AstraZeneca’s adverse reaction figures are higher than Pfizer’s following dose one which indicates that 63.2% of participants reported adverse events. The website offers a possible explanation for this increased rate of medical attention suggesting that it is likely due to the publics fear of thrombosis thrombocytopenia syndrome (TTS), and further states that no cases of TTS have been reported to AusVaxSafety, which should raise an eyebrow.
Interestingly the Melbourne Vaccine Education Centres website (funded by the Victorian government) https://mvec.mcri.edu.au/references/thrombosis-with-thrombocytopenia-syndrome/ provides additional yet conflicting information regarding Thrombosis with thrombocytopenia syndrome (TTS). TTS is also known as Vaccine-induced prothrombotic immune thrombocytopenia (VIPIT) and is defined as a new syndrome. Whilst rare, TTS has been reported in people who received the Covid 19 AstraZeneca vaccination in the UK, Germany, Scandinavia, and Australia at a rate of approximately 1 in every 250,000 doses. This begs the question, why haven’t these serious events been reported on the AusVaxSafety website?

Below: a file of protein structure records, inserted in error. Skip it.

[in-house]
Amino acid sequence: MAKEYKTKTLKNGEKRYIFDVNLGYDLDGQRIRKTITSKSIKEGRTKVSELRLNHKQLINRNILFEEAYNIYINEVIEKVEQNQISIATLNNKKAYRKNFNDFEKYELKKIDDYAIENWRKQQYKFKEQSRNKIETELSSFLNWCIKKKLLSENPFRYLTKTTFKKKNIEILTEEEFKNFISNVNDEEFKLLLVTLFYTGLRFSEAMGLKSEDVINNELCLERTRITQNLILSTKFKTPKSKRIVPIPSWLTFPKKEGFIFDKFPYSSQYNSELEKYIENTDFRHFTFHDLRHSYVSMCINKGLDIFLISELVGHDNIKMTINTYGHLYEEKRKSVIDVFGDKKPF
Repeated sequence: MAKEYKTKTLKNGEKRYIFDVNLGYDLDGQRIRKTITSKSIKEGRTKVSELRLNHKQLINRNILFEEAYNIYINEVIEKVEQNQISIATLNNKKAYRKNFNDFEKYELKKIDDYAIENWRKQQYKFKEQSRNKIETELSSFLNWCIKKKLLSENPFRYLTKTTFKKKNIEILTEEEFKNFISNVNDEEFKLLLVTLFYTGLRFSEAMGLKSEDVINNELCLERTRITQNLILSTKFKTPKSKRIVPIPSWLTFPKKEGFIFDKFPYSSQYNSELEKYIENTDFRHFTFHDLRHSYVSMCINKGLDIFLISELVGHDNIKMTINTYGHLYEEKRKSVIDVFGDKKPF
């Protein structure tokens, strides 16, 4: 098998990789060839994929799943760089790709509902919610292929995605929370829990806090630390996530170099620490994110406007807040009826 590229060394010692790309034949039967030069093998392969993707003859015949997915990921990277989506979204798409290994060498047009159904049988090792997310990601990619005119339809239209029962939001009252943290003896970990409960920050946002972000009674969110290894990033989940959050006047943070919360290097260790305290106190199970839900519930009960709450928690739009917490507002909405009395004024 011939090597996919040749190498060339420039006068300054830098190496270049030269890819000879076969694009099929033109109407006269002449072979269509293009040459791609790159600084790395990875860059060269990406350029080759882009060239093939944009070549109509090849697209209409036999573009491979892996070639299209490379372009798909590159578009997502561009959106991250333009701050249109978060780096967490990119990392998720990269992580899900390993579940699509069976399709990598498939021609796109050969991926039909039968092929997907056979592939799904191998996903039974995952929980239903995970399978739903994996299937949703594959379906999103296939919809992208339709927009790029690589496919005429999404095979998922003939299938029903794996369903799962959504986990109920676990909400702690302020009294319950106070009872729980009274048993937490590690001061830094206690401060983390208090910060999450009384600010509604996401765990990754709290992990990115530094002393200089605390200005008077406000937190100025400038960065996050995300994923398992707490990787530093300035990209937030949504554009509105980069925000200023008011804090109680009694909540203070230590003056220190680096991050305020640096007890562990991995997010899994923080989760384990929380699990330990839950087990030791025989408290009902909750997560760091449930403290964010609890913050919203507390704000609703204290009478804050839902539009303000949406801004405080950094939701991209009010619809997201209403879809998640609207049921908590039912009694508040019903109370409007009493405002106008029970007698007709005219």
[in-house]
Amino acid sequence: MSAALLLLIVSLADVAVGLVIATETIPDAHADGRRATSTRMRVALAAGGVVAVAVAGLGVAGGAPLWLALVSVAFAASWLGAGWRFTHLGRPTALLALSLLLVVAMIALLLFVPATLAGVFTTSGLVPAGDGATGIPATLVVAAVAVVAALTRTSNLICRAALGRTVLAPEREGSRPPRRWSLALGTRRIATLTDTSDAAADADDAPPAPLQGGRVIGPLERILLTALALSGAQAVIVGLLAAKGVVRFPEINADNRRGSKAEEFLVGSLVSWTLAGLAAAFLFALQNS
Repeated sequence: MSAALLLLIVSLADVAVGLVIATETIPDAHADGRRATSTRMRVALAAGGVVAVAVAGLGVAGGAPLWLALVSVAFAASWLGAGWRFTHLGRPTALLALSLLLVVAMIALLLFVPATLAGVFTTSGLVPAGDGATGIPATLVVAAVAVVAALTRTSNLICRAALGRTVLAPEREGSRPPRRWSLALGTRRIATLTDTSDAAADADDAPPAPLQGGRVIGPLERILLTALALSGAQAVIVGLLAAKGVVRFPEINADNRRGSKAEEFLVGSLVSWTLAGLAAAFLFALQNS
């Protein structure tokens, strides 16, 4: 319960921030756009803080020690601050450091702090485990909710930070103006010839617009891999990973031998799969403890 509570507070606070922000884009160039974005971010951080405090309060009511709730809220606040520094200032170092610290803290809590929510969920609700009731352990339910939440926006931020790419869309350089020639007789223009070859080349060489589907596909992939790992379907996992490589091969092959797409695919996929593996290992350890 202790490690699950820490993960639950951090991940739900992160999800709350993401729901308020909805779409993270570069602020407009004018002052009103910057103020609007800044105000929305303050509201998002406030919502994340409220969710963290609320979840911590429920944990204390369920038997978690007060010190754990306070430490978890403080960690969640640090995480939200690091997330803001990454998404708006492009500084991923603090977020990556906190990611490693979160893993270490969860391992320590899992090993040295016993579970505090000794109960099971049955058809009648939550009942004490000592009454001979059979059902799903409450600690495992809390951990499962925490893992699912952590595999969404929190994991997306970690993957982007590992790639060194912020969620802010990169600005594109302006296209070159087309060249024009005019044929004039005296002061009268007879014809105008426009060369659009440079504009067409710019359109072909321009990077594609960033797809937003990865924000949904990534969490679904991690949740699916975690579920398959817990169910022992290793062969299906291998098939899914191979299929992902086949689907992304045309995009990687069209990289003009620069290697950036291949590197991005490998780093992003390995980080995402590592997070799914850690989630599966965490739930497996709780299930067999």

A third and critical point to note is that the health surveys are administered by AusVaxSafety on day three following a vaccination. Yet information provided on the Melbourne Vaccine Education centres website clearly states that mild adverse reactions usually occur within the first 24-48 hours, but the symptoms of TTS/VIPIT do not occur until day 4 and may appear anywhere up to 20 days following vaccination. Whilst useful to a point, this renders the information provided to us by AusVaxSafety, courtesy of the government, as incomplete and inaccurate, failing to record potentially catastrophic events occurring after day three of their survey period.